Philadelphia

Philadelphia (colloquially known simply as Philly) is a city in the Commonwealth of Pennsylvania in the United States. It is the sixth-most-populous city in the United States and the most populous city in the state of Pennsylvania, with a 2020 population of 1,603,797.[6] It is also the second-most populous city in the Northeastern United States, behind New York City. Since 1854, the city has had the same geographic boundaries as Philadelphia County, the most-populous county in Pennsylvania and the urban core of the eighth-largest U.S. metropolitan statistical area, with over 6 million residents as of 2017.[9] Philadelphia is also the economic and cultural center of the greater Delaware Valley along the lower Delaware and Schuylkill rivers within the Northeast megalopolis. The Delaware Valley's 2019 estimated population of 7.21 million makes it the ninth-largest combined statistical area in the United States.[10]

Philadelphia, Pennsylvania
City of Philadelphia
Etymology: Ancient Greek: φίλος phílos (beloved, dear) and ἀδελφός adelphós (brother, brotherly)
Nickname(s): 
"Philly", "The City of Brotherly Love", "The Athens of America",[1] and other nicknames of Philadelphia
Motto(s): 
"Philadelphia maneto" ("Let brotherly love endure" or "... continue")[2][3]
Interactive maps of Philadelphia
Coordinates: 39°57′10″N 75°09′49″W
Country United States
StatePennsylvania
CountyPhiladelphia
Historic countriesKingdom of England
Kingdom of Great Britain
Historic colonyKingdom of Great Britain Province of Pennsylvania
Founded1682[4]
IncorporatedOctober 25, 1701
Founded byWilliam Penn
Government
  TypeMayor–council, consolidated city-county
  BodyPhiladelphia City Council
  MayorJim Kenney (D)
Area
  Consolidated city-county142.70 sq mi (369.59 km2)
  Land134.28 sq mi (347.78 km2)
  Water8.42 sq mi (21.81 km2)
Elevation
39 ft (12 m)
Population
  Consolidated city-county1,603,797
  Rank6th in the United States
1st in Pennsylvania
  Density11,943.68/sq mi (4,611.53/km2)
  Metro6,245,051 (7th)
Demonym(s)Philadelphian
Time zoneUTC−5 (EST)
  Summer (DST)UTC−4 (EDT)
ZIP Codes
19092–19093, 19099, 191xx
Area codes215, 267, 445
FIPS code42-60000
GNIS feature ID1215531[8]
Major airportPhiladelphia International Airport
Interstates
U.S. Routes
Commuter railSEPTA Regional Rail, NJ Transit
Rapid transitBroad Street Line, Market–Frankford Line, PATCO Speedline
WaterwaysDelaware River
Schuylkill River
Websitewww.phila.gov

Philadelphia is one of the oldest municipalities in the United States. William Penn, an English Quaker, founded the city in 1682 to serve as capital of the Pennsylvania Colony.[4][11] Philadelphia played an instrumental role in the American Revolution as a meeting place for the Founding Fathers of the United States, who signed the Declaration of Independence in 1776 at the Second Continental Congress, and the Constitution at the Philadelphia Convention of 1787. Several other key events occurred in Philadelphia during the Revolutionary War including the First Continental Congress, the preservation of the Liberty Bell, the Battle of Germantown, and the Siege of Fort Mifflin. Philadelphia remained the nation's largest city until being overtaken by New York City in 1790; the city was also one of the nation's capitals during the revolution, serving as temporary U.S. capital while Washington, D.C. was under construction. In the 19th and 20th centuries, Philadelphia became a major industrial center and a railroad hub. The city grew due to an influx of European immigrants, most of whom initially came from Ireland and Germany—the two largest reported ancestry groups in the city as of 2015. Later immigrant groups in the 20th century came from Italy (Italian being the third largest European ethnic ancestry currently reported in Philadelphia) and other Southern European and Eastern European countries.[12] In the early 20th century, Philadelphia became a prime destination for African Americans during the Great Migration after the Civil War.[13] Puerto Ricans began moving to the city in large numbers in the period between World War I and II, and in even greater numbers in the post-war period.[14] The city's population doubled from one million to two million people between 1890 and 1950.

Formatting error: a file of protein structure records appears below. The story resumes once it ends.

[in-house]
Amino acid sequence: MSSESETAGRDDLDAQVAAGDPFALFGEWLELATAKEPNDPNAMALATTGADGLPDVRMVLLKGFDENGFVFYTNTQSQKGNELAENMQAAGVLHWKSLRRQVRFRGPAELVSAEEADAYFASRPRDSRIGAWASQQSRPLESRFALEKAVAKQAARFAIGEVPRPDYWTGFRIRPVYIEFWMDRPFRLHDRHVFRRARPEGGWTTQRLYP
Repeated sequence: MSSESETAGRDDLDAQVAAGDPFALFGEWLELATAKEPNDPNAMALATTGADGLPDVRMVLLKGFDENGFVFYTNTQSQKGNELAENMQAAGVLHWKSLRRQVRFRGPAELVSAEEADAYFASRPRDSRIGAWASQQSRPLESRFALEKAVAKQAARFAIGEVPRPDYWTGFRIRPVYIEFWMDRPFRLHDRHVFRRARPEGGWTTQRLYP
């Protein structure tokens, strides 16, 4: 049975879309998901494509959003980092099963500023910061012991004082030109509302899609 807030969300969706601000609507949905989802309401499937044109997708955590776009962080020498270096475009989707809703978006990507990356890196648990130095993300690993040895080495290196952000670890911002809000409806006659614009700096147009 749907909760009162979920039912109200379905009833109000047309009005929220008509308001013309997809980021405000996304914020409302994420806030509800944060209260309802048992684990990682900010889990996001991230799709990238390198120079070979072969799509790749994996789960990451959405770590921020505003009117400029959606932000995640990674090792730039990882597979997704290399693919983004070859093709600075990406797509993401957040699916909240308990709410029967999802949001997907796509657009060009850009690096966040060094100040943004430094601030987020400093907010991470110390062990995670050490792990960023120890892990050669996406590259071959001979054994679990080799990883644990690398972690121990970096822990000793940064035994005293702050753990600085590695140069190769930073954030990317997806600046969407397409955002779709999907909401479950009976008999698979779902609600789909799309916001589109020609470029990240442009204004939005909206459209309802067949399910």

The Philadelphia area's many universities and colleges make it a top study destination, as the city has evolved into an educational and economic hub.[15][16] As of 2019, the Philadelphia metropolitan area is estimated to produce a gross metropolitan product (GMP) of $490 billion.[17] Philadelphia is the center of economic activity in Pennsylvania and is home to five Fortune 1000 companies. The Philadelphia skyline is expanding, with a market of almost 81,900 commercial properties in 2016,[18] including several nationally prominent skyscrapers.[19] Philadelphia has more outdoor sculptures and murals than any other American city.[20][21] Fairmount Park, when combined with the adjacent Wissahickon Valley Park in the same watershed, is one of the largest contiguous urban park areas in the United States.[22] The city is known for its arts, culture, cuisine, and colonial history, attracting 42 million domestic tourists in 2016 who spent $6.8 billion, generating an estimated $11 billion in total economic impact in the city and surrounding four counties of Pennsylvania.[23] Philadelphia has also emerged as a biotechnology hub.[24]

Philadelphia is the home of many U.S. firsts, including the first library (1731),[25] hospital (1751),[25] medical school (1765),[26] national capital (1774),[27] First university in the United States (1779),[28] stock exchange (1790),[25] zoo (1874),[29] and business school (1881).[30] Philadelphia contains 67 National Historic Landmarks and the World Heritage Site of Independence Hall.[31] The city became a member of the Organization of World Heritage Cities in 2015,[32] as the first World Heritage City in the United States.[16]